Alternative Asthma Treatments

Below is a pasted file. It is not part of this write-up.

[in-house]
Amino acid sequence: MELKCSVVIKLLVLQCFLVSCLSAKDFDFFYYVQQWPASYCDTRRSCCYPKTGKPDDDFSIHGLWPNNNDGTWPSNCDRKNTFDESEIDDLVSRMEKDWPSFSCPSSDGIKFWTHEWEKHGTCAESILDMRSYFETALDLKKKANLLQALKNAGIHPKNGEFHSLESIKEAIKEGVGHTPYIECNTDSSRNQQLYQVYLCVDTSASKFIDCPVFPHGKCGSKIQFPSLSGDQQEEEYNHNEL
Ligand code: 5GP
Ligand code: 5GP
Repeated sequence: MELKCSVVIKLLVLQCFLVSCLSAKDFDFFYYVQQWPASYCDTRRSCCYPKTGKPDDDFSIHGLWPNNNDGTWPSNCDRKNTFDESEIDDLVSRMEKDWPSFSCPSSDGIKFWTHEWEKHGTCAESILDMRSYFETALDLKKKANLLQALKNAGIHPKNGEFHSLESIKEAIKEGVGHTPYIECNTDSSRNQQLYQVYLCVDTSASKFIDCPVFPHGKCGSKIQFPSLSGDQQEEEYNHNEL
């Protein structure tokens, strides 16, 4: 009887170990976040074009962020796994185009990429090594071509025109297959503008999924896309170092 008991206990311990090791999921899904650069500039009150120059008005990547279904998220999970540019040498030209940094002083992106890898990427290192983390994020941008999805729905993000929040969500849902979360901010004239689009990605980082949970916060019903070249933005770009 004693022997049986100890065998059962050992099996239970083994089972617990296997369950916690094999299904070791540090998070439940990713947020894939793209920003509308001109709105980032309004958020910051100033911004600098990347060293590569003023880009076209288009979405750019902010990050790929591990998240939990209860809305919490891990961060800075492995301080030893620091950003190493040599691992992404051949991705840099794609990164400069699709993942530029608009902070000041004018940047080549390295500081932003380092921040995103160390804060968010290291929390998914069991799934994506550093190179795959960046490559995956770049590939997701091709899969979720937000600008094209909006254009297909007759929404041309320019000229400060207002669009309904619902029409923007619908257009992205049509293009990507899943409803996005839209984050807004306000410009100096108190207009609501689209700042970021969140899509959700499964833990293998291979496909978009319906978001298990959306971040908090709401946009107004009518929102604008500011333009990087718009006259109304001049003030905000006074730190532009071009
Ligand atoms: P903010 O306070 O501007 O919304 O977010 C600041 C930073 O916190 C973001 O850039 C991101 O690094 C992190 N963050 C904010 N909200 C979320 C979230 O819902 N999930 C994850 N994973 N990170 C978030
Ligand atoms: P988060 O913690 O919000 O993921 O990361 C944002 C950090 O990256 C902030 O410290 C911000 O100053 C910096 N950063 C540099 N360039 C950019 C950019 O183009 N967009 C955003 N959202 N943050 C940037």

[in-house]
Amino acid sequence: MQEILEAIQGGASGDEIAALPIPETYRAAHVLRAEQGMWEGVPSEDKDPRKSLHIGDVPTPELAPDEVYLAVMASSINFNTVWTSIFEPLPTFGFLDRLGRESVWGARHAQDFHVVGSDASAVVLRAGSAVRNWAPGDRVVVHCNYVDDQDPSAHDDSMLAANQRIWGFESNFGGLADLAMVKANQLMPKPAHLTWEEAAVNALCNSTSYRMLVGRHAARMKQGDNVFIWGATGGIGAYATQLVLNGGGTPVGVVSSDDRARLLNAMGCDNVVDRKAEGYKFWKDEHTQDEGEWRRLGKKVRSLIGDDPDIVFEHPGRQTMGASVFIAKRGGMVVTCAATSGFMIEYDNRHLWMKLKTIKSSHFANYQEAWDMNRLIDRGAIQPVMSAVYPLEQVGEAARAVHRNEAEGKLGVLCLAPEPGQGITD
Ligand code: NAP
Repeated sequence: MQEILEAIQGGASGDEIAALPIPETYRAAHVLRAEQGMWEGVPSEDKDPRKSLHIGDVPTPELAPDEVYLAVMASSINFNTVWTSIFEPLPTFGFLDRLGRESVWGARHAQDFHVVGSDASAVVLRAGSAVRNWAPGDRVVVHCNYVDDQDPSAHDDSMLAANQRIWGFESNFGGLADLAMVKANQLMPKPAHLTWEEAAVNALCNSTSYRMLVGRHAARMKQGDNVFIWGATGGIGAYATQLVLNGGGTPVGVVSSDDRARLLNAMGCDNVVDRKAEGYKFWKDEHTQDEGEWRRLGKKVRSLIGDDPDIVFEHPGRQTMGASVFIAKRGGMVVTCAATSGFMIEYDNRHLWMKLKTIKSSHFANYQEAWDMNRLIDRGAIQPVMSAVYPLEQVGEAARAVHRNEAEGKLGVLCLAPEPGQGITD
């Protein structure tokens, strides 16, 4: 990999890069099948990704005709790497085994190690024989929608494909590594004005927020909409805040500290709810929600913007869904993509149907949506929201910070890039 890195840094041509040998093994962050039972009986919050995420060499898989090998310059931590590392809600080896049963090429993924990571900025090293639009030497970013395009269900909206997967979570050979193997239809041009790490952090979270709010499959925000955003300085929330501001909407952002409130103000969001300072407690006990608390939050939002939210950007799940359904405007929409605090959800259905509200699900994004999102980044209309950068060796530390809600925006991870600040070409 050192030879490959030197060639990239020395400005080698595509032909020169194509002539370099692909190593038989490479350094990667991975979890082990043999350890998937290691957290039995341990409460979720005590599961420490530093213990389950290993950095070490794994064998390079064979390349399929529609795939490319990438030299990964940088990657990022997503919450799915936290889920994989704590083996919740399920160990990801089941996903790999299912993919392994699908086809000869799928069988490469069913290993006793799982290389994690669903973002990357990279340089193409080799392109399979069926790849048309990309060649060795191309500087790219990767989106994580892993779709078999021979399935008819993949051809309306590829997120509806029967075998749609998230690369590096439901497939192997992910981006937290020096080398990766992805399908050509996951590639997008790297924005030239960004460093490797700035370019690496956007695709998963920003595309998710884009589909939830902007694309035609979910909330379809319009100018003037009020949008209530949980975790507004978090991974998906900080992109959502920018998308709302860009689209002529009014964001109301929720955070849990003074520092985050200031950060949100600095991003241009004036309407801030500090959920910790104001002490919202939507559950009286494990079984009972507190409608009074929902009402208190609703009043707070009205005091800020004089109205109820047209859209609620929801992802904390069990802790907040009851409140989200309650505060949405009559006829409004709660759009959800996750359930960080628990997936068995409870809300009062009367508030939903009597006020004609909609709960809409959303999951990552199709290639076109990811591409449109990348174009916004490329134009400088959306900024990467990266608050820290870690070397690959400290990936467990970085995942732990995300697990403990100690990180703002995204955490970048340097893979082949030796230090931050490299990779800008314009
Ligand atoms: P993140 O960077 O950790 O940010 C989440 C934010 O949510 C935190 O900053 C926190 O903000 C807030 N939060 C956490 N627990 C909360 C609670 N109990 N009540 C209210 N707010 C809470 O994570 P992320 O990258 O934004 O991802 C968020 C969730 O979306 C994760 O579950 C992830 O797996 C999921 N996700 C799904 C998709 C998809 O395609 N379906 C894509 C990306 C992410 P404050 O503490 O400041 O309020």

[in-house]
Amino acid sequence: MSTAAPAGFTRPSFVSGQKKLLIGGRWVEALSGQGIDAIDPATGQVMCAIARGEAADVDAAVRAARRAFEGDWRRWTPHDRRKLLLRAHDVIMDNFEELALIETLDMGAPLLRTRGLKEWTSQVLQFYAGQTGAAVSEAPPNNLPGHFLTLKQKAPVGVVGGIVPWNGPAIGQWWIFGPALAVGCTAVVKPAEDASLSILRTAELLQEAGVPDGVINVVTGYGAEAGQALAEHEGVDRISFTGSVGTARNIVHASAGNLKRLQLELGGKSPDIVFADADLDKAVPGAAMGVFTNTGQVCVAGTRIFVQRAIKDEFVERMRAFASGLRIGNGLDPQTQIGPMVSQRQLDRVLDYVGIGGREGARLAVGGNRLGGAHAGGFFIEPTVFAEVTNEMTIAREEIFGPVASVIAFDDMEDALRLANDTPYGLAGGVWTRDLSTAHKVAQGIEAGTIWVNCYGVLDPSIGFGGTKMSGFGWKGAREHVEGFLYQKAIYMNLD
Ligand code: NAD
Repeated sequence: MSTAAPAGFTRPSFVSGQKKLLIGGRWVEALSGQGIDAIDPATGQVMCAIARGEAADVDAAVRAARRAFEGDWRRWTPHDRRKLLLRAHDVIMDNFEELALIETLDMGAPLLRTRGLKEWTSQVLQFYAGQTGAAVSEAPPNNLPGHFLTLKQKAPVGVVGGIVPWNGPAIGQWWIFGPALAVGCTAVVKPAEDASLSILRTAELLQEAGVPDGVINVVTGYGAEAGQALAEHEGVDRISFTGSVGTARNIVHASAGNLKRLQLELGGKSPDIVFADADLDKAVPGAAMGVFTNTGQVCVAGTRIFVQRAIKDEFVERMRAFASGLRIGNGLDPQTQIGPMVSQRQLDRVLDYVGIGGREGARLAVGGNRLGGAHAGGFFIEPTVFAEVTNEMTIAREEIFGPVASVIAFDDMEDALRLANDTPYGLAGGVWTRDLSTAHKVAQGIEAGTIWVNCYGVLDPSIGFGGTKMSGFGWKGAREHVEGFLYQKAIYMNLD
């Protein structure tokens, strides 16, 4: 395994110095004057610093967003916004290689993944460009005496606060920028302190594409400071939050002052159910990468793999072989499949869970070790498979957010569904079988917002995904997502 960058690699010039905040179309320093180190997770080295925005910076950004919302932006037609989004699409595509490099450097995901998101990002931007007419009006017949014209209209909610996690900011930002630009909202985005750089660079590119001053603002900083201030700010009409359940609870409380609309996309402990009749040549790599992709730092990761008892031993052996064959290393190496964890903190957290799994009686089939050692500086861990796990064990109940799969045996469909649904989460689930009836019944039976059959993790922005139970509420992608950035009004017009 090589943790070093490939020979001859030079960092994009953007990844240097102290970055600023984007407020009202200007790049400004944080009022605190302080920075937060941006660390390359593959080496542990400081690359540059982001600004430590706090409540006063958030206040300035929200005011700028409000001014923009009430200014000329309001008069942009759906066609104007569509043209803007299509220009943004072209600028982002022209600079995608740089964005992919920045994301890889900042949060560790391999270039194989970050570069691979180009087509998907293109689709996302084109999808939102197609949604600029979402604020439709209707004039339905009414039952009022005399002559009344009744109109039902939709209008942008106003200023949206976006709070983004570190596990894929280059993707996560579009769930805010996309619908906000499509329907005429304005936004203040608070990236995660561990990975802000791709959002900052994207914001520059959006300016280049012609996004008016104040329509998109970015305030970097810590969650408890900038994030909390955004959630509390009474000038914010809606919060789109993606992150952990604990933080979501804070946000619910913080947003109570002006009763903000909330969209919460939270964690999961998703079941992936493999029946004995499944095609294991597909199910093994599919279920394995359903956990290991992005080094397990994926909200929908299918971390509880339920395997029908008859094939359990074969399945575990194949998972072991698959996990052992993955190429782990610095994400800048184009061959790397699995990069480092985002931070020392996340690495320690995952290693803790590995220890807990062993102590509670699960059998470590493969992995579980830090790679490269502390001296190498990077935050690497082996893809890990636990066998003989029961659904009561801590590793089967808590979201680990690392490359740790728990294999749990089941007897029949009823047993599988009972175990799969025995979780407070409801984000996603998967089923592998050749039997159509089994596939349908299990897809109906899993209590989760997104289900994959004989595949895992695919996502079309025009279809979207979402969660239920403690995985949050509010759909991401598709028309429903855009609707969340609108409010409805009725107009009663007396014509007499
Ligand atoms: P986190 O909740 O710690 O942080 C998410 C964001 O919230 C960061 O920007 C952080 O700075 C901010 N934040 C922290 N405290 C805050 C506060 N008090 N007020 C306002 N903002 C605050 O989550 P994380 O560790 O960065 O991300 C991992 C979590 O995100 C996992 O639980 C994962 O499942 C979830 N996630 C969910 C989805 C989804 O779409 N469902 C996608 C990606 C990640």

The word “asthma” has its roots in Greek, meaning “to breathe hard” or “panting”, and has been described by physicians as notable as Hippocrates and Maimonides. Among the chronic ailments of childhood, Asthma ranks as one of the top chronic diseases affecting our children,[i] and the combined costs for medical treatment and lost productivity due to asthma is approximated to be over 16 billion dollars.[ii] This is no small issue, and it is crucial for the medical community to entertain the possibility that there are options and adjunctive therapies that may be added to the conventional approach to asthma treatment. Rates of prevalence and office visits for asthma have more than doubled since 1980 and remain at the highest rates we have ever seen.[iii] Emergency department visits have also increased since 1992, and mortality rates have declined since a recent increase in the 1980’s and 1990’s.[iv] This may be due to better asthma management and/or more effective and easily administered medications. An extraordinary amount of drug company funding to support the research and development of new medications has resulted in many more choices for these patients. These medications do provide symptomatic relief and save lives. However, despite the rapid influx of new medications, asthma prevalence rates remain high. The statistics beg the question: Are we treating the root of the cause or just its manifestations? Conventional diagnosis is largely based on symptoms, so conventional treatment has followed suit to address just that—the symptoms. Concerns of the possible long term effects of these medications have driven parents to seek alternative medicine for their children’s asthma. For example, corticosteroid use in asthma patients is common, and is known to cause decreases in bone density. Considering that teens gain approximately half of their skeletal mass during puberty, some of these patients may be predisposing themselves to an increased risk of osteoporosis later in life, especially at post-menopausal age. A salient point is that those who are currently being treated with corticosteroids may also have had previous chronic exposure to steroid treatment. Asthmatics often have a past history of other atopic conditions such as eczema and allergic rhinitis. Treatments for these conditions include other delivery routes of corticosteroids (nasal, topical, oral), possibly compounding long-term effects. Prevalence of interest in CAM for asthma exists internationally and across race and income lines. [v][vi][vii][viii] Some of the most popular treatments include breathing techniques, botanical medicine, homeopathy and acupuncture.[ix]